On August 21, nine workers, including seven employees of the state-owned power generation company, died in a fire accident in the Srisailam hydropower station in Telangana. A government committee assessed an electric short circuit caused the fire. Civil society activists alleged the accident was “a result of inadequate provisions in the design of the hydropower station building,” claiming “there is no evidence that the hydropower station was built to international standards.”

Macau

Section 7. Worker Rights

a. Freedom of Association and the Right to Collective Bargaining

The Basic Law provides for the right of workers to form and join unions, but the Legislative Assembly has not passed legislation to regulate this right. Workers have the right to join labor associations of their choice, but employers and the government reportedly wielded considerable influence over some associations. The law does not provide for workers to bargain collectively, and while workers have the right to conduct legal strikes, there is no specific protection in the law from retribution if workers exercise this right. The law prohibits antiunion discrimination, stating employees or job seekers shall not be prejudiced, deprived of any rights, or exempted from any duties based on their membership in an association. There were no reports that the government threatened or was violent towards union leaders. The law does not stipulate the financial penalties for antiunion discrimination and cannot be compared to other laws involving denials of civil rights, such as discrimination. The law does not require reinstatement of workers dismissed for union activity.

The law forbids workers in certain professions, such as the security forces, to form unions, to take part in protests, or to strike. Such groups had organizations that provided welfare and other services to members and could speak to the government on behalf of members. Vulnerable groups of workers, including domestic workers and migrant workers, could freely associate and form associations, as could public servants.

Workers who believed they were dismissed unlawfully could bring a case to court or lodge a complaint with the Labor Affairs Bureau (LAB) or the Commission against Corruption, which also has an Ombudsman Bureau to handle complaints over administrative violations. The bureau makes recommendations to the relevant government departments after its investigation.

b. Prohibition of Forced or Compulsory Labor

The law prohibits all forms of forced or compulsory labor. Penalties range from three to 12 years’ imprisonment, with the minimum and maximum sentences increased by one-third if the victim is younger than age 14. Observers previously noted these penalties generally were commensurate with those for other analogous serious crimes, such as kidnapping. The government did not effectively enforce the law.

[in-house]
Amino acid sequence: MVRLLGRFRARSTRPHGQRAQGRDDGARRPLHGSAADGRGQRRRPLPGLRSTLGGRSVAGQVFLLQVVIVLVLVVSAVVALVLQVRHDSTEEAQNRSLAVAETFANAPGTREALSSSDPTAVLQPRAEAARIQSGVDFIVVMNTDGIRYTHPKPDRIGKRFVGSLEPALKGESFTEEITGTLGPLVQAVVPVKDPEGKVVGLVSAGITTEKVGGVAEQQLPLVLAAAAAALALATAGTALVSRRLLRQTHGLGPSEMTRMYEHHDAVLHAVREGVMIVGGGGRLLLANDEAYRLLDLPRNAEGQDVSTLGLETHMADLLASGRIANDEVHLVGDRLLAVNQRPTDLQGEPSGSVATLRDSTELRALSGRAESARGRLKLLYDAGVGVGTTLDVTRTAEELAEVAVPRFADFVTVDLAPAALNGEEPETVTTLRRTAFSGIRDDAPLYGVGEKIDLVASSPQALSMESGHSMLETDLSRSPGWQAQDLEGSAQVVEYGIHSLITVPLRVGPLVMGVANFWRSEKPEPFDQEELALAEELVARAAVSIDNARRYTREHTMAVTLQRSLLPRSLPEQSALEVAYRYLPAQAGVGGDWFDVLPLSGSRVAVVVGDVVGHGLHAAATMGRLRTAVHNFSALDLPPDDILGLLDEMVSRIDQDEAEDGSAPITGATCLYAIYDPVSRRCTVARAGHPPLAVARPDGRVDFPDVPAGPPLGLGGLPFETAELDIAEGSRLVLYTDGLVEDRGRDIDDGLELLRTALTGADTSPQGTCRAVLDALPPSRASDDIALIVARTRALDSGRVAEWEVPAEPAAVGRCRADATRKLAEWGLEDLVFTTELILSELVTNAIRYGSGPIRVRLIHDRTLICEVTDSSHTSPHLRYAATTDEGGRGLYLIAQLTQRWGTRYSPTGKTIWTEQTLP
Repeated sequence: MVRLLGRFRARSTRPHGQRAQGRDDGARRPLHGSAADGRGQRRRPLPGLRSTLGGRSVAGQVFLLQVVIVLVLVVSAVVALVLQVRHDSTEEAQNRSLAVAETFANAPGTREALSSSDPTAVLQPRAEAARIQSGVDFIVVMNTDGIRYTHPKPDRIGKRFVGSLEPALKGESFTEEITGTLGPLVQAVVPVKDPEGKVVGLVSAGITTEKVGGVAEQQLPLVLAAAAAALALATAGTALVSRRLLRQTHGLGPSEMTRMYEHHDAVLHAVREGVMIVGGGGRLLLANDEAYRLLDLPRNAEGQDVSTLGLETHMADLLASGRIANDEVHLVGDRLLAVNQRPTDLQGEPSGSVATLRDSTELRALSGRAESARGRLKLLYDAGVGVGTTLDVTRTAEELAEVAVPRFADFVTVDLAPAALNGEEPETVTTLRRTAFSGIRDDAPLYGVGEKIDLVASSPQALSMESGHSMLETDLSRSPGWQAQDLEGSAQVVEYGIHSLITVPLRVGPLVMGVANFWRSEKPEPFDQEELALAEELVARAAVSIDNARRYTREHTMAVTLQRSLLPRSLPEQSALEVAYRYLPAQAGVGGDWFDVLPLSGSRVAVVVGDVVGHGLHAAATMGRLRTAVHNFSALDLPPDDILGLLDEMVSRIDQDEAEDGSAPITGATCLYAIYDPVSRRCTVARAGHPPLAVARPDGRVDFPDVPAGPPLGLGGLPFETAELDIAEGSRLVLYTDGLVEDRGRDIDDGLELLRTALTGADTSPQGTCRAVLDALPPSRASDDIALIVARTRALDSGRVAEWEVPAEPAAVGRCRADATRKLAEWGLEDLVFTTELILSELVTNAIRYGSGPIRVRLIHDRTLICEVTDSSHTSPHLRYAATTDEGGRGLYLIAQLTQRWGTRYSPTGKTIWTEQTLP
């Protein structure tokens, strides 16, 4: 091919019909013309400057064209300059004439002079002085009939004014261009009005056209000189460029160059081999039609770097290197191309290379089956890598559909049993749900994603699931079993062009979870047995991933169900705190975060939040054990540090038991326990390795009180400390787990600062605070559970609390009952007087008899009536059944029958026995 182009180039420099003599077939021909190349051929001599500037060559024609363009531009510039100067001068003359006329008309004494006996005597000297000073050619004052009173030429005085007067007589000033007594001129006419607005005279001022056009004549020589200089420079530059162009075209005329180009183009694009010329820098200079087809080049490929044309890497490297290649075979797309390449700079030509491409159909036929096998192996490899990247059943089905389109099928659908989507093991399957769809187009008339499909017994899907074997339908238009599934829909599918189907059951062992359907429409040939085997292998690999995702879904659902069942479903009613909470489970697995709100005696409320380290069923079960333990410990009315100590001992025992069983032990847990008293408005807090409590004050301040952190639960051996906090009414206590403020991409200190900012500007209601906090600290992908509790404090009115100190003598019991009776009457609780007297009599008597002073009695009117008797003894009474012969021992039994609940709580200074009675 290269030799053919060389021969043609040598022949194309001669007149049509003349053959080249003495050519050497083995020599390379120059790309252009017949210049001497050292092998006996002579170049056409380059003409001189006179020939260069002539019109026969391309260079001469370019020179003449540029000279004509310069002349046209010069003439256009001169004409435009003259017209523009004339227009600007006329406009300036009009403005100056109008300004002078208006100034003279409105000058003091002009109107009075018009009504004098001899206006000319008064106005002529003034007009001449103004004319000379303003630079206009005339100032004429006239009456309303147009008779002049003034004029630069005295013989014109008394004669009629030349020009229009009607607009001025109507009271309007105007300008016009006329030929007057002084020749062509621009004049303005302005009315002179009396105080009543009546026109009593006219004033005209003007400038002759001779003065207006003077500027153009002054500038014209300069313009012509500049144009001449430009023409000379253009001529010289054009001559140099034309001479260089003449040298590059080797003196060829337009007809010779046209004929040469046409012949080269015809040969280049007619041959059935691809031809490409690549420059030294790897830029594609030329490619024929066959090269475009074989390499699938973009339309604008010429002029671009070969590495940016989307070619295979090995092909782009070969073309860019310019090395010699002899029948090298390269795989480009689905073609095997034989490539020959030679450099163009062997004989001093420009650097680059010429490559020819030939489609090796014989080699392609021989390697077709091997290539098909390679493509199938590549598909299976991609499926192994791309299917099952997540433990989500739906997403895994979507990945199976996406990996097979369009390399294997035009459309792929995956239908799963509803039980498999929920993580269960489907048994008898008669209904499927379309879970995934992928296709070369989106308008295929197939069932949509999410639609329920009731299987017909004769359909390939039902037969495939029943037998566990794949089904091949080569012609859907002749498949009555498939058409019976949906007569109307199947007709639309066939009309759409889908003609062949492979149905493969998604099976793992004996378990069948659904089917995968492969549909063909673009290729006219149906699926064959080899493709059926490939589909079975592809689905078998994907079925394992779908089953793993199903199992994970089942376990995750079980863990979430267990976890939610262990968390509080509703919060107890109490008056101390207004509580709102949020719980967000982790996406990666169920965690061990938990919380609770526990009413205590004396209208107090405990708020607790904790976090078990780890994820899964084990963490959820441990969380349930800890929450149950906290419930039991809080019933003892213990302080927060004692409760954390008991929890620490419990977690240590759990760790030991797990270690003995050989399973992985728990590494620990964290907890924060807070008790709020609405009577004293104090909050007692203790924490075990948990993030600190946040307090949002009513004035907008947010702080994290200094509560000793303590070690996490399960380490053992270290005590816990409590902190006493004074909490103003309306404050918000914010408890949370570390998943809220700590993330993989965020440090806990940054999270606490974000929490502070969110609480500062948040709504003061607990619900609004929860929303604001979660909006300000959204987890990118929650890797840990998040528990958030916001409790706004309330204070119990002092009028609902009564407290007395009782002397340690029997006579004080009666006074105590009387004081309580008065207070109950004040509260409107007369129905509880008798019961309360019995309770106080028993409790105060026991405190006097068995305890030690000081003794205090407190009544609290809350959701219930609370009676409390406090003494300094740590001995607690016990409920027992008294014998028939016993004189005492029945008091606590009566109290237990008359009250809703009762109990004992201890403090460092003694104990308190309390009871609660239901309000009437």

Children and migrants were vulnerable to sex and labor trafficking. Migrant construction and domestic workers were vulnerable to exploitative conditions such as recruitment fees, withholding of passports, and debt coercion. Victims were compelled to work in the commercial sex industry, entertainment establishments, and private homes where their freedom of movement was restricted, they were threatened with violence, and forced to work long hours. The government investigated trafficking cases (which typically total one or two annually), but there were no convictions during the year.

Also see the Department of State’s Trafficking in Persons Report at https://www.state.gov/trafficking-in-persons-report/.

c. Prohibition of Child Labor and Minimum Age for Employment

The law prohibits all the worst forms of child labor. A law prohibits minors younger than age 16 from working, although minors ages 14 and 15 may work in “exceptional circumstances” if they get a health certificate to prove they have the “necessary robust physique to engage in a professional activity.” The law defines “exceptional circumstances” as: the minor (younger than age 16) has completed compulsory education and has the authorization of the LAB after hearing the Education and Youth Affairs Bureau’s opinions; minors between ages 14 and 16 may work for public or private entities during school summer holidays; and minors of any age may be employed for cultural, artistic, or advertising activities upon authorization of the LAB after hearing the Education and Youth Affairs Bureau’s opinions and when such employment does not adversely affect their school attendance. The law governing the number of working hours was equally applicable to adults and legally working minors, but the law prohibits minors from working overtime hours. According to the civil code, minors who are age 16 can acquire full legal capacity if they marry.